30-50% of women may experience physical symptoms after child birth.  These abnormal changes after childbirth should be addressed and corrected.

Studies have shown that between 30-50% of women may experience symptoms relating to childbirth that result in ongoing health concerns.

It is therefore exceptionally important that women receive appropriate advice to help promote an optimal recovery and return to daily activity and exercise safely.  For some women, it can be difficult for them to identify what is normal and what’s not during this postpartum period and to know when to seek help.   Please refer to the blog “What to expect after expecting” for more information on normal changes.

What is NOT normal after 6-8 weeks’ post-partum?

-  ongoing back, pelvis, groin or abdominal pain

-  leaking of urine, wind or stool at any time but especially with laughing, coughing, jumping, sneezing, lifting, walking, or exerting additional effort

-  frequent urination or feeling a strong urge to go to the toilet

-  pressure, heaviness or any bulging in the vagina or rectum

-  feeling that you are not completely able to empty your bladder or bowel

-  bulging of your abdomen during any exercise

-  painful scar tissue (e.g. from caesarean incisions or perineal tears)

-  ongoing pain with sexual activity

-  mastitis or blocked milk ducts

-  difficulty doing any of your regular everyday tasks

If you have any of the symptoms mentioned above, it would be advisable to see a Women’s Health Physiotherapist.

What happens during a physiotherapy consultation?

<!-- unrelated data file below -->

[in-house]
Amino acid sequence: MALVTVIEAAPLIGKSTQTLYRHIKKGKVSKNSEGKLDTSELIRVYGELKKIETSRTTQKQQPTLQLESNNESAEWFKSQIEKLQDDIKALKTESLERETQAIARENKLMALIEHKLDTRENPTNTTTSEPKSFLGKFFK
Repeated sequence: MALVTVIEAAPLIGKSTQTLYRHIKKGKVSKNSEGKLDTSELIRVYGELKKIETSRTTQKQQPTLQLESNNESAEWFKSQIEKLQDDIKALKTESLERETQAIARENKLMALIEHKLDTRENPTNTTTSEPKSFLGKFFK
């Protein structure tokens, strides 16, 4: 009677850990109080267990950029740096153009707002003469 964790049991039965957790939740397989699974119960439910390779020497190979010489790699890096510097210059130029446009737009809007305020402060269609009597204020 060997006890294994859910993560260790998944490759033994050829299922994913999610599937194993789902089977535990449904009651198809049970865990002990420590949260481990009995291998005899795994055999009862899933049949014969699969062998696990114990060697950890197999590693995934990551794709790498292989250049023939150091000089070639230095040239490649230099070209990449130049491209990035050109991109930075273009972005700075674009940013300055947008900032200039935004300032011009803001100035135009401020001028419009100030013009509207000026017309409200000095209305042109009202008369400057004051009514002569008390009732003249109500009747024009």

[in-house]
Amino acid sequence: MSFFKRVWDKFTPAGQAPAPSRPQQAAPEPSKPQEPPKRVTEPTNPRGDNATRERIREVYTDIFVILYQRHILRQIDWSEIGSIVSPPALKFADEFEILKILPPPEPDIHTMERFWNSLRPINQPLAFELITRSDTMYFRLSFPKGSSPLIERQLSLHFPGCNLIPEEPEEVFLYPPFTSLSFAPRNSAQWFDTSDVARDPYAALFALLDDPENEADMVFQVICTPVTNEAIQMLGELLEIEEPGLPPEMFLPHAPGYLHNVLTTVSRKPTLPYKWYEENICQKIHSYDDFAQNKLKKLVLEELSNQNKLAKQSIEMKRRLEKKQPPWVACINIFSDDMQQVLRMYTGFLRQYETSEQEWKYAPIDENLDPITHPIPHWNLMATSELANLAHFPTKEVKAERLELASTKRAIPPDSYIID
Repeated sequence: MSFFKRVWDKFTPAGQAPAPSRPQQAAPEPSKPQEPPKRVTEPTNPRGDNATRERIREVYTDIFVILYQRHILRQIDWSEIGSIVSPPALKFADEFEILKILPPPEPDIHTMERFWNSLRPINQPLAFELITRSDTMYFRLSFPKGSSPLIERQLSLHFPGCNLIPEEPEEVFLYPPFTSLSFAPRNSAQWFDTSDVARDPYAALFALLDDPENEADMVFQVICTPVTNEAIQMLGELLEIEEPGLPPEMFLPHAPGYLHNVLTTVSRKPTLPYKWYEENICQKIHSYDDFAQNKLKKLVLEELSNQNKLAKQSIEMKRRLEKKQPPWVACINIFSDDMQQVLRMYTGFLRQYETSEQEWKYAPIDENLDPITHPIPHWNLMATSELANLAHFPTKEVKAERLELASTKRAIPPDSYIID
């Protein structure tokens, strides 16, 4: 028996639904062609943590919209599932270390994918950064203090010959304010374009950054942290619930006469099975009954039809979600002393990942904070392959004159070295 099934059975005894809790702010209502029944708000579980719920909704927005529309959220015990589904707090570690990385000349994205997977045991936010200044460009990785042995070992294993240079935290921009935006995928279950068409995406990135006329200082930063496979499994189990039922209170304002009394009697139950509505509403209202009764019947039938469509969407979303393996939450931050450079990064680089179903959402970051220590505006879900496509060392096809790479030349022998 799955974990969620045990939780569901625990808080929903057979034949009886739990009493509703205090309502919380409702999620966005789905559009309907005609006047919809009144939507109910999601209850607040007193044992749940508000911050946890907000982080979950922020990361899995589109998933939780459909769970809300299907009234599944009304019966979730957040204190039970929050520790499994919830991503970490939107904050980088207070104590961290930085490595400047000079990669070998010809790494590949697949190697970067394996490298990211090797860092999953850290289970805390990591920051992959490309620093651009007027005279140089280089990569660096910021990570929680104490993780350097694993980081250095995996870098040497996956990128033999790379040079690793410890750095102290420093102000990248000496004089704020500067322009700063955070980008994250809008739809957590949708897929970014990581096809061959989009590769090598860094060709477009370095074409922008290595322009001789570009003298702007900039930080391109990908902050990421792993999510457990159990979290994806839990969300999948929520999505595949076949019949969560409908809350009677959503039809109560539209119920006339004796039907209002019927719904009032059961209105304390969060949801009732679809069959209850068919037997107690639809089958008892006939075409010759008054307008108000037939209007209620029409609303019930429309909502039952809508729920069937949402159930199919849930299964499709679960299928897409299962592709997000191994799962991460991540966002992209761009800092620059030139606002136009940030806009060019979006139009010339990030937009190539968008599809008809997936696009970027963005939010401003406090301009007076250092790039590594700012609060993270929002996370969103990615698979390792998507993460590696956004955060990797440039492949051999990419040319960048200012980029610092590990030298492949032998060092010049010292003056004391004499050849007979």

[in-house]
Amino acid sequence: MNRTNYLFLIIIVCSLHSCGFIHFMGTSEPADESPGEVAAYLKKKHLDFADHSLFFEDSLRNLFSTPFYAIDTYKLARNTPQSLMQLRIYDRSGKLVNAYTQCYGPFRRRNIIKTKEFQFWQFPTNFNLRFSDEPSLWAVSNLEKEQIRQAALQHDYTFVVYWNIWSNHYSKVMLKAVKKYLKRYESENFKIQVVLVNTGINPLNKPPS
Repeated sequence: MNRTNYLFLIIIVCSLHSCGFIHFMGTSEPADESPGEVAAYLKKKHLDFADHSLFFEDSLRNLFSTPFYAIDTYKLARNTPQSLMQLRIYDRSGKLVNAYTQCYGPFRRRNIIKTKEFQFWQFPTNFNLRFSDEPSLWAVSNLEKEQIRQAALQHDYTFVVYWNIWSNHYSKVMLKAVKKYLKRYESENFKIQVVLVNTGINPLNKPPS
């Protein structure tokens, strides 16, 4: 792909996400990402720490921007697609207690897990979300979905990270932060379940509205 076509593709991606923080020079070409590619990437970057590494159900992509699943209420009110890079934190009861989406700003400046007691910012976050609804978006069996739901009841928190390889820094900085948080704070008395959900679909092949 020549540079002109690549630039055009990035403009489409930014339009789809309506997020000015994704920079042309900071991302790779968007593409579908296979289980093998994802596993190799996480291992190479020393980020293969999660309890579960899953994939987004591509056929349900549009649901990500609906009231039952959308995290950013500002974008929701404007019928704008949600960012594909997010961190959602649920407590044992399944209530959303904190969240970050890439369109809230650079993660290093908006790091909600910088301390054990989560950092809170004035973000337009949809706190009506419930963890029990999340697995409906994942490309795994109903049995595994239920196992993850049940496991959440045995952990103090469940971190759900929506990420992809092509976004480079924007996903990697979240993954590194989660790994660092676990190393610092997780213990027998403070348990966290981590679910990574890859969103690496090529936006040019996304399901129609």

Your Women’s Health Physiotherapist will:

- ask several questions to determine the nature of the problem and to discuss your individual goals with treatment

-  perform a thorough physical assessment of the musculoskeletal system relating to the issue as well as check for abdominal separation

-  may include an internal examination to assess pelvic floor muscle weakness or underlying dysfunction

-  discuss the outcome of the assessment and work together with you to develop an appropriate treatment program (including education, manual therapy and exercise) which is reasonable and specifically tailored to your needs

-  will also work in conjunction with your primary treating medical practitioner (e.g. GP or Obstetrician) and any other appropriate allied health professionals

With early recognition and treatment of problematic post-partum symptoms, women can improve their recovery period greatly, spend more time enjoying this special time in their lives, and actively take control of their future health.


Erin Gander – Women’s Health Physiotherapist
ATUNE Health Centres

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